Shortly after the enunciation of that famous principle of American foreign policy now known as the “Monroe Doctrine,” President Monroe, in a special Message to Congress on January 30, 1824, spoke
as follows: “The Navy is the arm from which our Government will always derive most aid in support of our
rights. Every power engaged in war will know the strength of our naval power, the number of our ships of each class, their condition, and the
promptitude with which we may bring them into service, and will pay due consideration to that argument.”
I heartily congratulate the Congress upon the steady progress in building up the American Navy. We can not afford å let-up in this
To stand still means to go back. There should be no cessation in adding to the effective units of the fighting strength of the fleet. Meanwhile the Navy Department and the officers of the Navy are doing well their part by providing constant service at sea under conditions akin to those of actual warfare. Our officers and enlisted men are learning to handle the battle ships, cruisers, and torpedo boats with high efficiency in fleet and squadron formations, and the standard of marksmanship is being steadily raised. The best work ashore is indispensable, but the highest duty of a naval officer is to exercise command at sea.
The establishment of a naval base in the Philippines ought not to be longer postponed. Such a base is desirable in time of peace; in time of war it would be indispensable, and its lack would be ruinous. Without it our fleet would be helpless. Our naval experts are agreed that Subig Bay is the proper place for the purpose. The national interests require that the work of fortification and development of a naval station at Subig Bay be begun at an early date; for under the best conditions it is a work which will consume much time.
It is eminently desirable, however, that there should be provided a naval general staff on lines similar to those of the General Staff lately created for the Army. Within the Navy Department itself the needs of the service have brought about a system under which the duties of a general staff are partially performed; for the Bureau of Navigation has under its direction the War College, the Office of Naval Intelligence, and the Board of Inspection, and has been in close touch with the General Board of the Navy. But though under the excellent officers at their head, these boards and bureaus do good work, they have not the authority of a general staff, and have not sufficient scope to insure a proper readiness for emergencies. We need thie establishment by law of a body of trained officers, who shall exercise a systematic control of the military affairs of the Navy, and be authorized advisers of the Secretary concerning it.
By the act of June 28, 1902, the Congress authorized the President to enter into treaty with Colombia for the building of the
canal across the Isthmus of Panama; it being proIsthmian Canal. vided that in the event of failure to secure such
treaty after the lapse of a reasonable time, recourse should be had to building a canal through Nicaragua. It has not been necessary to consider this alternative, as I am enabled to lay before the Senate a treaty providing for the building of the canal across the Isthmus of Panama. This was the route which commended itself to the deliberate judgment of the Congress, and we can now acquire by treaty the right to construct the canal over this route. The question now, therefore, is not by which route the isthmian canal shall be built, for that question has been definitely and irrevocably decided. The question is simply whether or not we shall have an isthmian canal.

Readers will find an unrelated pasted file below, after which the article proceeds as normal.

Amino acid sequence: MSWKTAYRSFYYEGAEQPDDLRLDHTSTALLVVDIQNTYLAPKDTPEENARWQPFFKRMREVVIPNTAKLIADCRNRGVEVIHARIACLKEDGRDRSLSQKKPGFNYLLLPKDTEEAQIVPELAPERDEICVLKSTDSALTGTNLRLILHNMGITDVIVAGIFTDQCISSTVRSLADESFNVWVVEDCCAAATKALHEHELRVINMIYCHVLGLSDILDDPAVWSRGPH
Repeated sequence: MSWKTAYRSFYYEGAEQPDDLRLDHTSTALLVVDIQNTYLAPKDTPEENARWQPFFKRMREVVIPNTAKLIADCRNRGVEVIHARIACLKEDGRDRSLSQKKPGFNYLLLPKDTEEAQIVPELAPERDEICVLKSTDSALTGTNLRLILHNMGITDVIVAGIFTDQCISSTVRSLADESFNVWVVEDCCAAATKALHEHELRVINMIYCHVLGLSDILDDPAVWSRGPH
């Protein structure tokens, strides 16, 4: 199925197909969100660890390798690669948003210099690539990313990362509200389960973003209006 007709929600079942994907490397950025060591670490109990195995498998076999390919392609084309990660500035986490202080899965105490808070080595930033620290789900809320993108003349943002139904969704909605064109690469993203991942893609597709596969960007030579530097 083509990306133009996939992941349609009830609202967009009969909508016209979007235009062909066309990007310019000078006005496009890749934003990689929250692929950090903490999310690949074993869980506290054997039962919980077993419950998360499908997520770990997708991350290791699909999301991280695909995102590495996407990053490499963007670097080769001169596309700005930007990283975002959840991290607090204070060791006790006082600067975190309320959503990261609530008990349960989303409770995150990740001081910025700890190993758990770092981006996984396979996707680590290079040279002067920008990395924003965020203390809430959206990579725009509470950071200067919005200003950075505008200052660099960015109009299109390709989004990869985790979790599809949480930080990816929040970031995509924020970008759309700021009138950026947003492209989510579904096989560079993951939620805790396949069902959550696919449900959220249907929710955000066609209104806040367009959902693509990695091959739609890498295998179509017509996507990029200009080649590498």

When the Congress directed that we should take the Panama route under treaty with Colombia, the essence of the condition, of course, referred not to the Government which controlled that route, but to the route itself; to the territory across which the route lay, not to the name which for the moment the territory bore on the map. The purpose of the law was to authorize the President to make a treaty with the power in actual control of the Isthmus of Panama. This purpose has been fulfilled.
In the year 1846 this Government entered into a treaty with New Granada, the predecessor upon the Isthmus of the Republic of Colombia and of the present Republic of Panama, by which treaty it was provided that the Government and citizens of the United States should always have free and open right of way or transit across the Isthmus of Panama by any modes of communication that might be constructed, while in return our Government guaranteed the perfect neutrality of the above-mentioned Isthmus with the view that the free transit from the one to the other sea might not be interrupted or embarrassed. The treaty vested in the United States a substantial property right carved out of the rights of sovereignty and property which New Granada then had and possessed over the
said territory. The name of New Granada has Review of relations of United States
passed away and its territory has been divided. Government to
Its successor, the Government of Colombia, has matter of transit ceased to own any property in the Isthmus. A across Isthmus of
new Republic, that of Panama, which was at one Panama.
time a sovereign state, and at another time a mere department of the successive confederations known as New Granada and Colombia, has now succeeded to the rights which first one and then the other formerly exercised over the Isthmus. But as long as the Isthmus endures, the mere geographical fact of its existence, and the peculiar interest therein which is required by our position, perpetuate the solemn contract which binds the holders of the territory to respect our right to freedom of transit across it, and binds us